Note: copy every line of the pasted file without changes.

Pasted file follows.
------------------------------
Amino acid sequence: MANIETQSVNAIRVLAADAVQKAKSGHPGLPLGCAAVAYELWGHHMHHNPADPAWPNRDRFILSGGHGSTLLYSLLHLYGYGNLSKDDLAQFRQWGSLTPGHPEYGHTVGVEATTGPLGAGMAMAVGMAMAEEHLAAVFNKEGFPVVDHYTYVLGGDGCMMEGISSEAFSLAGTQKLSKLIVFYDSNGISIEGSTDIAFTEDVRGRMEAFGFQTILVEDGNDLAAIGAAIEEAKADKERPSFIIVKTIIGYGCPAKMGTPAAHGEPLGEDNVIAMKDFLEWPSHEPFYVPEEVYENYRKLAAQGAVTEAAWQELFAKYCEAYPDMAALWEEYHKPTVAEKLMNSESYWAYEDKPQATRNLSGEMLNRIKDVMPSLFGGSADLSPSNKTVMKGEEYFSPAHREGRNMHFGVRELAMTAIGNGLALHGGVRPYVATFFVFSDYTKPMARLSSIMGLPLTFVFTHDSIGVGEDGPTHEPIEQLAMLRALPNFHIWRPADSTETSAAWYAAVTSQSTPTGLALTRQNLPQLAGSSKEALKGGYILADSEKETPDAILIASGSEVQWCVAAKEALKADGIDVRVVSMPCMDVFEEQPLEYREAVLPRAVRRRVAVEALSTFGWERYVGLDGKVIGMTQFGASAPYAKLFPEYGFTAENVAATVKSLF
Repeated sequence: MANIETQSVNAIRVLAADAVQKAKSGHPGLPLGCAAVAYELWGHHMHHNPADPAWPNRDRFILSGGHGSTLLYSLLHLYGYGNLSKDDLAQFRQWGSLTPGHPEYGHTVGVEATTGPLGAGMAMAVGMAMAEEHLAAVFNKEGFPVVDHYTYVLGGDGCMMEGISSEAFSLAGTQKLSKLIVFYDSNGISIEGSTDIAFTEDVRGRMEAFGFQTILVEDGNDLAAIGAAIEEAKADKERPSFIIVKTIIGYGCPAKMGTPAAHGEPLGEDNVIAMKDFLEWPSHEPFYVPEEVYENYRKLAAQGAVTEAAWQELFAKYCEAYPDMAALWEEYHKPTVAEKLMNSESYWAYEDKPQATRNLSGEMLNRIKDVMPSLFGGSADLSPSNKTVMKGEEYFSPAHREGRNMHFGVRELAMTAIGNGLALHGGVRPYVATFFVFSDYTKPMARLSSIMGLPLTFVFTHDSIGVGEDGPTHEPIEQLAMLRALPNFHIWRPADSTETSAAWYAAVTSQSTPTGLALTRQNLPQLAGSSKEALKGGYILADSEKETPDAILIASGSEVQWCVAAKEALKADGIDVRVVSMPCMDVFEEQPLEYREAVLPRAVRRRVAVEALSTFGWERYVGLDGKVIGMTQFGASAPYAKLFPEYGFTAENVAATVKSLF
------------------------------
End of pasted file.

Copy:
Amino acid sequence: MANIETQSVNAIRVLAADAVQKAKSGHPGLPLGCAAVAYELWGHHMHHNPADPAWPNRDRFILSGGHGSTLLYSLLHLYGYGNLSKDDLAQFRQWGSLTPGHPEYGHTVGVEATTGPLGAGMAMAVGMAMAEEHLAAVFNKEGFPVVDHYTYVLGGDGCMMEGISSEAFSLAGTQKLSKLIVFYDSNGISIEGSTDIAFTEDVRGRMEAFGFQTILVEDGNDLAAIGAAIEEAKADKERPSFIIVKTIIGYGCPAKMGTPAAHGEPLGEDNVIAMKDFLEWPSHEPFYVPEEVYENYRKLAAQGAVTEAAWQELFAKYCEAYPDMAALWEEYHKPTVAEKLMNSESYWAYEDKPQATRNLSGEMLNRIKDVMPSLFGGSADLSPSNKTVMKGEEYFSPAHREGRNMHFGVRELAMTAIGNGLALHGGVRPYVATFFVFSDYTKPMARLSSIMGLPLTFVFTHDSIGVGEDGPTHEPIEQLAMLRALPNFHIWRPADSTETSAAWYAAVTSQSTPTGLALTRQNLPQLAGSSKEALKGGYILADSEKETPDAILIASGSEVQWCVAAKEALKADGIDVRVVSMPCMDVFEEQPLEYREAVLPRAVRRRVAVEALSTFGWERYVGLDGKVIGMTQFGASAPYAKLFPEYGFTAENVAATVKSLF
Repeated sequence: MANIETQSVNAIRVLAADAVQKAKSGHPGLPLGCAAVAYELWGHHMHHNPADPAWPNRDRFILSGGHGSTLLYSLLHLYGYGNLSKDDLAQFRQWGSLTPGHPEYGHTVGVEATTGPLGAGMAMAVGMAMAEEHLAAVFNKEGFPVVDHYTYVLGGDGCMMEGISSEAFSLAGTQKLSKLIVFYDSNGISIEGSTDIAFTEDVRGRMEAFGFQTILVEDGNDLAAIGAAIEEAKADKERPSFIIVKTIIGYGCPAKMGTPAAHGEPLGEDNVIAMKDFLEWPSHEPFYVPEEVYENYRKLAAQGAVTEAAWQELFAKYCEAYPDMAALWEEYHKPTVAEKLMNSESYWAYEDKPQATRNLSGEMLNRIKDVMPSLFGGSADLSPSNKTVMKGEEYFSPAHREGRNMHFGVRELAMTAIGNGLALHGGVRPYVATFFVFSDYTKPMARLSSIMGLPLTFVFTHDSIGVGEDGPTHEPIEQLAMLRALPNFHIWRPADSTETSAAWYAAVTSQSTPTGLALTRQNLPQLAGSSKEALKGGYILADSEKETPDAILIASGSEVQWCVAAKEALKADGIDVRVVSMPCMDVFEEQPLEYREAVLPRAVRRRVAVEALSTFGWERYVGLDGKVIGMTQFGASAPYAKLFPEYGFTAENVAATVKSLF